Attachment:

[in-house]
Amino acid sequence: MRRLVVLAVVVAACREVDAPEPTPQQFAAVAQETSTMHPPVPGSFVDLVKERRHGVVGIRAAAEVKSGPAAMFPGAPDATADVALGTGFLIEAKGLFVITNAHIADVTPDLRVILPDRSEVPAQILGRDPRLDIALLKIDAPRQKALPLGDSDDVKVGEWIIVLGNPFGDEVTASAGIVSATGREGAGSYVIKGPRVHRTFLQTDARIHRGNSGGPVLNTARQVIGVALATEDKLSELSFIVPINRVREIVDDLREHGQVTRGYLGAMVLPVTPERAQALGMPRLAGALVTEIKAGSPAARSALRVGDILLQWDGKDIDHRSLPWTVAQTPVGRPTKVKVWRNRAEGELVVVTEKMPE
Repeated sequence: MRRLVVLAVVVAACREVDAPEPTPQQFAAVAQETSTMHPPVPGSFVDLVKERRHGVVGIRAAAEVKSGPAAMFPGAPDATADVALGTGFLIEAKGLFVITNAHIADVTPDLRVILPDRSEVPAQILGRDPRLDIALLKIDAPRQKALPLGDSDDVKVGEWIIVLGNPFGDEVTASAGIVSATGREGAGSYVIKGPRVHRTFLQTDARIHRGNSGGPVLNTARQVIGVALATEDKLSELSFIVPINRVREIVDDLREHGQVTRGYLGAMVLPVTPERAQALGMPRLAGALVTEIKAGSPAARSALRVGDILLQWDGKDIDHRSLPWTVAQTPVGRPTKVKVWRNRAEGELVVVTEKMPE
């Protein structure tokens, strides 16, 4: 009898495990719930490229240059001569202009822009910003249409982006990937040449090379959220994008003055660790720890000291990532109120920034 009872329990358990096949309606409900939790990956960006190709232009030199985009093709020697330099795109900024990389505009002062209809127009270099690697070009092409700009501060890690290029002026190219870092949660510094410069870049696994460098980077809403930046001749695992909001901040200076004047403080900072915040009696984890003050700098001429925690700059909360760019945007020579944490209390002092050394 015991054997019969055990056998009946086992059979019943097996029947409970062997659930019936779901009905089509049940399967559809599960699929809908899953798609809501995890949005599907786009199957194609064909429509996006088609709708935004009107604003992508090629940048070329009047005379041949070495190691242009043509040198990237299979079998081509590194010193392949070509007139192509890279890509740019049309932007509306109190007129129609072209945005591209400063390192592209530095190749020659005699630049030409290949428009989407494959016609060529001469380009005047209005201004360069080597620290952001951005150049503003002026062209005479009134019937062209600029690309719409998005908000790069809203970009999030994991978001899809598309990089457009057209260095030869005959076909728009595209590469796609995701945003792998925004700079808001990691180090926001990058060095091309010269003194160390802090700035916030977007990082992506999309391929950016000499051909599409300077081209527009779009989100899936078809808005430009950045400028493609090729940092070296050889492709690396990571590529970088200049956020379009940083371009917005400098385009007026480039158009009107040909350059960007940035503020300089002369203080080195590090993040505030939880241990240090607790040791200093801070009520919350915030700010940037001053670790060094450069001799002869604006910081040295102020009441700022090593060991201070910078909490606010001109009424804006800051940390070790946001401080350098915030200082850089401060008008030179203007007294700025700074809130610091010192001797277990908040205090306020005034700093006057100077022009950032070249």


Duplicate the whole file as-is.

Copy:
[in-house]
Amino acid sequence: MRRLVVLAVVVAACREVDAPEPTPQQFAAVAQETSTMHPPVPGSFVDLVKERRHGVVGIRAAAEVKSGPAAMFPGAPDATADVALGTGFLIEAKGLFVITNAHIADVTPDLRVILPDRSEVPAQILGRDPRLDIALLKIDAPRQKALPLGDSDDVKVGEWIIVLGNPFGDEVTASAGIVSATGREGAGSYVIKGPRVHRTFLQTDARIHRGNSGGPVLNTARQVIGVALATEDKLSELSFIVPINRVREIVDDLREHGQVTRGYLGAMVLPVTPERAQALGMPRLAGALVTEIKAGSPAARSALRVGDILLQWDGKDIDHRSLPWTVAQTPVGRPTKVKVWRNRAEGELVVVTEKMPE
Repeated sequence: MRRLVVLAVVVAACREVDAPEPTPQQFAAVAQETSTMHPPVPGSFVDLVKERRHGVVGIRAAAEVKSGPAAMFPGAPDATADVALGTGFLIEAKGLFVITNAHIADVTPDLRVILPDRSEVPAQILGRDPRLDIALLKIDAPRQKALPLGDSDDVKVGEWIIVLGNPFGDEVTASAGIVSATGREGAGSYVIKGPRVHRTFLQTDARIHRGNSGGPVLNTARQVIGVALATEDKLSELSFIVPINRVREIVDDLREHGQVTRGYLGAMVLPVTPERAQALGMPRLAGALVTEIKAGSPAARSALRVGDILLQWDGKDIDHRSLPWTVAQTPVGRPTKVKVWRNRAEGELVVVTEKMPE
């Protein structure tokens, strides 16, 4: 009898495990719930490229240059001569202009822009910003249409982006990937040449090379959220994008003055660790720890000291990532109120920034 009872329990358990096949309606409900939790990956960006190709232009030199985009093709020697330099795109900024990389505009002062209809127009270099690697070009092409700009501060890690290029002026190219870092949660510094410069870049696994460098980077809403930046001749695992909001901040200076004047403080900072915040009696984890003050700098001429925690700059909360760019945007020579944490209390002092050394 015991054997019969055990056998009946086992059979019943097996029947409970062997659930019936779901009905089509049940399967559809599960699929809908899953798609809501995890949005599907786009199957194609064909429509996006088609709708935004009107604003992508090629940048070329009047005379041949070495190691242009043509040198990237299979079998081509590194010193392949070509007139192509890279890509740019049309932007509306109190007129129609072209945005591209400063390192592209530095190749020659005699630049030409290949428009989407494959016609060529001469380009005047209005201004360069080597620290952001951005150049503003002026062209005479009134019937062209600029690309719409998005908000790069809203970009999030994991978001899809598309990089457009057209260095030869005959076909728009595209590469796609995701945003792998925004700079808001990691180090926001990058060095091309010269003194160390802090700035916030977007990082992506999309391929950016000499051909599409300077081209527009779009989100899936078809808005430009950045400028493609090729940092070296050889492709690396990571590529970088200049956020379009940083371009917005400098385009007026480039158009009107040909350059960007940035503020300089002369203080080195590090993040505030939880241990240090607790040791200093801070009520919350915030700010940037001053670790060094450069001799002869604006910081040295102020009441700022090593060991201070910078909490606010001109009424804006800051940390070790946001401080350098915030200082850089401060008008030179203007007294700025700074809130610091010192001797277990908040205090306020005034700093006057100077022009950032070249």